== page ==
Date: 16 Jan 2009
Nonsteroidal anti-inflammatory drug-induced small-bowel lesions identified by double-balloon endoscopy: endoscopic features of the lesions and endoscopic treatments for diaphragm disease
Rent the article at a discountRent now
* Final gross prices may vary according to local VAT.Get Access
Nonsteroidal anti-inflammatory drugs (NSAIDs) occasionally induce small-bowel injury. However, the clinical features have only been partially clarified. The aim of this study was to clarify the clinical features of the disease and evaluate the effectiveness of endoscopic balloon dilation therapy for diaphragm disease, using double-balloon endoscopy (DBE).
This is a retrospective case study using our DBE database. Our inclusion criteria required patients to meet all the following criteria: (1) history of NSAID use; (2) endoscopic findings of erosion and/or ulcer and/or typical diaphragm-like strictures; (3) improvement in clinical findings (signs and symptoms) and/or endoscopic findings by cessation of NSAIDs, except for diaphragm disease; and (4) exclusion of other causes (e.g., malignant tumor, inflammatory bowel disease, and infectious disease). The clinical records of patients were investigated.
Eighteen patients were included. Sixteen patients showed ulcerative lesions, and the remaining 2 patients showed diaphragm diseases. For localized lesions, 12 patients evidenced lesions in the ileum, 5 patients had lesions in the duodenum and/or jejunum, and 1 had lesions in both intestines. The ulcerative lesions were multiple with various morphologies that were located unrelated to mesenteric or antimesenteric sides. The endoscopic balloon dilations were performed safely, and all patients improved with regard to their symptoms.
Symptomatic NSAID-induced small-bowel injuries exhibit a variety of patterns of ulcerative lesions as observed in the ileum in many cases. The endoscopic balloon dilation appears to be a safe and effective treatment for diaphragm disease.
Bjarnason I, Price AB, Zanelli G, Smethurst P, Burke M, Gumpel JM, et al. Clinicopathological features of nonsteroidal anti-inflammatory drug-induced small intestinal strictures. Gastroenterology 1988;94:1070–1074.PubMed
Allison MC, Howatson AG, Torrance CJ, Lee FD, Russell RI. Gastrointestinal damage associated with the use of nonsteroidal anti-inflammatory drugs. N Engl J Med 1992;327:749–754.PubMed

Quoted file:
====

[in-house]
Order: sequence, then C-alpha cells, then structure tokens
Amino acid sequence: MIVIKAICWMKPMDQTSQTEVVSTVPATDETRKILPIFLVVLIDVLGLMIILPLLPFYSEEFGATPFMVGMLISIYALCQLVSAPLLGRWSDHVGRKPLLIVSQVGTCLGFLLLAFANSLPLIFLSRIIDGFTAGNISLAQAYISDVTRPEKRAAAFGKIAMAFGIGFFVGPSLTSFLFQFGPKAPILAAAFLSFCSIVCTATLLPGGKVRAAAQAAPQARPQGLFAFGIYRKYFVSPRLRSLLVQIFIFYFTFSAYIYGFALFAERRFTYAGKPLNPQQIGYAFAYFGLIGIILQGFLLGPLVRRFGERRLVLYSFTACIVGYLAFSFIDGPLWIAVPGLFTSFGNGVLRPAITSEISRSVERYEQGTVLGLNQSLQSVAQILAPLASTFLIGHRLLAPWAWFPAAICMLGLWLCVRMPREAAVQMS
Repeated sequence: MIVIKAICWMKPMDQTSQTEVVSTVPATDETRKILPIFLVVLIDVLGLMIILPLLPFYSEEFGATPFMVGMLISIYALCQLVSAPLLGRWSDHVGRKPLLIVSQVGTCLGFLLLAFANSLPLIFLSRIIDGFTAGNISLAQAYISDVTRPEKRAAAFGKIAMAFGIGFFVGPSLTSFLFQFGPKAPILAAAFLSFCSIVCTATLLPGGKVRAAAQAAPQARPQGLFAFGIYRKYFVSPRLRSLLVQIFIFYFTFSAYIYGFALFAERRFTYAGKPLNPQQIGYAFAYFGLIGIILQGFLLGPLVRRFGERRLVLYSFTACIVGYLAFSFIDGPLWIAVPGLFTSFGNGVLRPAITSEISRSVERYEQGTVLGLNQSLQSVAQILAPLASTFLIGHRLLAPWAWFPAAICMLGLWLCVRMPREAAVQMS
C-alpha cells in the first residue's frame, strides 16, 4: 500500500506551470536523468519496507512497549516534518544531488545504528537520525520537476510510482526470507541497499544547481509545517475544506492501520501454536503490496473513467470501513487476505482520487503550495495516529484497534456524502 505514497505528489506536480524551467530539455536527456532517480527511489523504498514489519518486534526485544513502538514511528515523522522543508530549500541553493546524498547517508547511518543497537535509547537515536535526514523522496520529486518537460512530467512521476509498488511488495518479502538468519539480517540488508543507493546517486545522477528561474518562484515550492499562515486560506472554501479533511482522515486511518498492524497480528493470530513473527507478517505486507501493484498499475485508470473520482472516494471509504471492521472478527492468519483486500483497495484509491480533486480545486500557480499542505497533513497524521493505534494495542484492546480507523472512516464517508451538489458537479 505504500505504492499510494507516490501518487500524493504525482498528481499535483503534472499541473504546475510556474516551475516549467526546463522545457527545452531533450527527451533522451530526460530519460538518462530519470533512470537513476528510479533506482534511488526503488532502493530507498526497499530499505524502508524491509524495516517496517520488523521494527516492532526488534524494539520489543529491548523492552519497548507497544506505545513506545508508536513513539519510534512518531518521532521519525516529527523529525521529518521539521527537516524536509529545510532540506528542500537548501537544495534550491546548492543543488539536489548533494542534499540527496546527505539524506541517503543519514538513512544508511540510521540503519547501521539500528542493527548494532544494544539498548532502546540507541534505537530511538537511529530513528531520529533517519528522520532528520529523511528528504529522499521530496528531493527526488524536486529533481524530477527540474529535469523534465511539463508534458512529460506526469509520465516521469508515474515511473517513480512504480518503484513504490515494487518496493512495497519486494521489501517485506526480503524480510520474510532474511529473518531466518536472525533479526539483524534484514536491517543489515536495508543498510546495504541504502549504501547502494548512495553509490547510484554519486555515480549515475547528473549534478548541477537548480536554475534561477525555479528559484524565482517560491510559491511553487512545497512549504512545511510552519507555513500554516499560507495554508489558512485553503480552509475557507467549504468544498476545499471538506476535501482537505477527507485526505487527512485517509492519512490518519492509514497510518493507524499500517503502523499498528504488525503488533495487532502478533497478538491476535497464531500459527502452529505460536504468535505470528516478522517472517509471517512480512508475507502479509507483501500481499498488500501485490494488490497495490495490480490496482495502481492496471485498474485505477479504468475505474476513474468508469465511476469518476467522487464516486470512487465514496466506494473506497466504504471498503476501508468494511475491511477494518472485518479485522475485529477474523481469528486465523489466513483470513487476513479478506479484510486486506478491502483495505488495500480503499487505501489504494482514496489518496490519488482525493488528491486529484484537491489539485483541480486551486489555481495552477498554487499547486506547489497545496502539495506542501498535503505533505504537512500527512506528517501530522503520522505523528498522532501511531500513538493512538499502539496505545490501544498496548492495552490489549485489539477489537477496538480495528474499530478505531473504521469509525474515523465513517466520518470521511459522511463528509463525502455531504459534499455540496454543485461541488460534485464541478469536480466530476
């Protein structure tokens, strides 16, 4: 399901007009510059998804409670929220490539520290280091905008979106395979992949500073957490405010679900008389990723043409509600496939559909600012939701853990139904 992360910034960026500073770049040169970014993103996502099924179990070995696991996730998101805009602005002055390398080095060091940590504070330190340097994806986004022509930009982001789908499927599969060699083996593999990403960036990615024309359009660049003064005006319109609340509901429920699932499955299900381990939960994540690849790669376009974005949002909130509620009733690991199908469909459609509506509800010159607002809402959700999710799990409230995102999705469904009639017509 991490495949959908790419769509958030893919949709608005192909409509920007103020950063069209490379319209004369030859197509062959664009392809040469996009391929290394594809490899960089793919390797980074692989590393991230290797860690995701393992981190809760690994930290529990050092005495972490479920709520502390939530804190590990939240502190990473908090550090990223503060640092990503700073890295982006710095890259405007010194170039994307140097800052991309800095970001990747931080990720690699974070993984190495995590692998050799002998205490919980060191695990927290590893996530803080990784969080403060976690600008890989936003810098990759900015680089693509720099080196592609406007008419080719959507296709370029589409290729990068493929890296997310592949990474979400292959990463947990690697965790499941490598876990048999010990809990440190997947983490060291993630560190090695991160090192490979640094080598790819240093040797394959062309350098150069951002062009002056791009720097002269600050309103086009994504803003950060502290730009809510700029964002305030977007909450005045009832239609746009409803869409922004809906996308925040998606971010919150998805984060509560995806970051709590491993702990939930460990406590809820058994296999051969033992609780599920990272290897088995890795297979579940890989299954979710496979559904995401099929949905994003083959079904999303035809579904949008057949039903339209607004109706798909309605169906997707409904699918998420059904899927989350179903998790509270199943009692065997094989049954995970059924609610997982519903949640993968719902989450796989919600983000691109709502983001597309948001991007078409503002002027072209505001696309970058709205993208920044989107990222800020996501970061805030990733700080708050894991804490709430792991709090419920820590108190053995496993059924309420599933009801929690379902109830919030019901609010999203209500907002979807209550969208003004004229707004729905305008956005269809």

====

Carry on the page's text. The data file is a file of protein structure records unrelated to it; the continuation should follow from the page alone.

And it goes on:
Iddan G, Meron G, Glukhovsky A, Swain P. Wireless capsule endoscopy. Nature (Lond) 2000;405:417.CrossRef
Kamata Y, Iwamoto M, Nara H, Kamimura T, Takayashiki N, Yamamoto H, et al. A case of rheumatoid arthritis with protein losing enteropathy induced by multiple diaphragmatic strictures of the small intestine: successful treatment by bougieing under double-balloon enteroscopy. Gut 2006;55:1372.PubMedCrossRef
Matsuhashi N, Yamada A, Hiraishi M, Konishi T, Minota S, Saito T, et al. Multiple strictures of the small intestine after long-term nonsteroidal anti-inflammatory drug therapy. Am J Gastroenterol 1992;87:1183–1186.PubMed
Kessler WF, Shires GT III, Fahey TJ III. Surgical complications of nonsteroidal anti-inflammatory drug-induced small bowel ulceration. J Am Coll Surg 1997;185:250–254.PubMed
Hayashi Y, Yamamoto H, Kita H, Sunada K, Sato H, Yano T, et al. Non-steroidal anti-inflammatory drug-induced small bowel injuries identified by double-balloon endoscopy. World J Gastroenterol 2005;11:4861–4864.PubMed
Gorbach SL, Plaut AG, Nahas L, Weinstein L, Spanknebel G, Levitan R. Studies of intestinal microflora. II. Microorganisms of the small intestine and their relations to oral and fecal flora. Gastroenterology 1967;53:856–867.PubMed
- Nonsteroidal anti-inflammatory drug-induced small-bowel lesions identified by double-balloon endoscopy: endoscopic features of the lesions and endoscopic treatments for diaphragm disease
Journal of Gastroenterology
Volume 44, Issue 19 Supplement, pp 57-63
- Cover Date
- Print ISSN
- Online ISSN
- Springer Japan
- Additional Links
- double-balloon endoscopy
- small-bowel injury
- diaphragm disease
- endoscopic balloon dilation
- Industry Sectors
- Author Affiliations
- 1. Department of Medicine, Division of Gastroenterology, Jichi Medical University, 3311-1 Yakushiji, Shimotsuke, 329-0498, Japan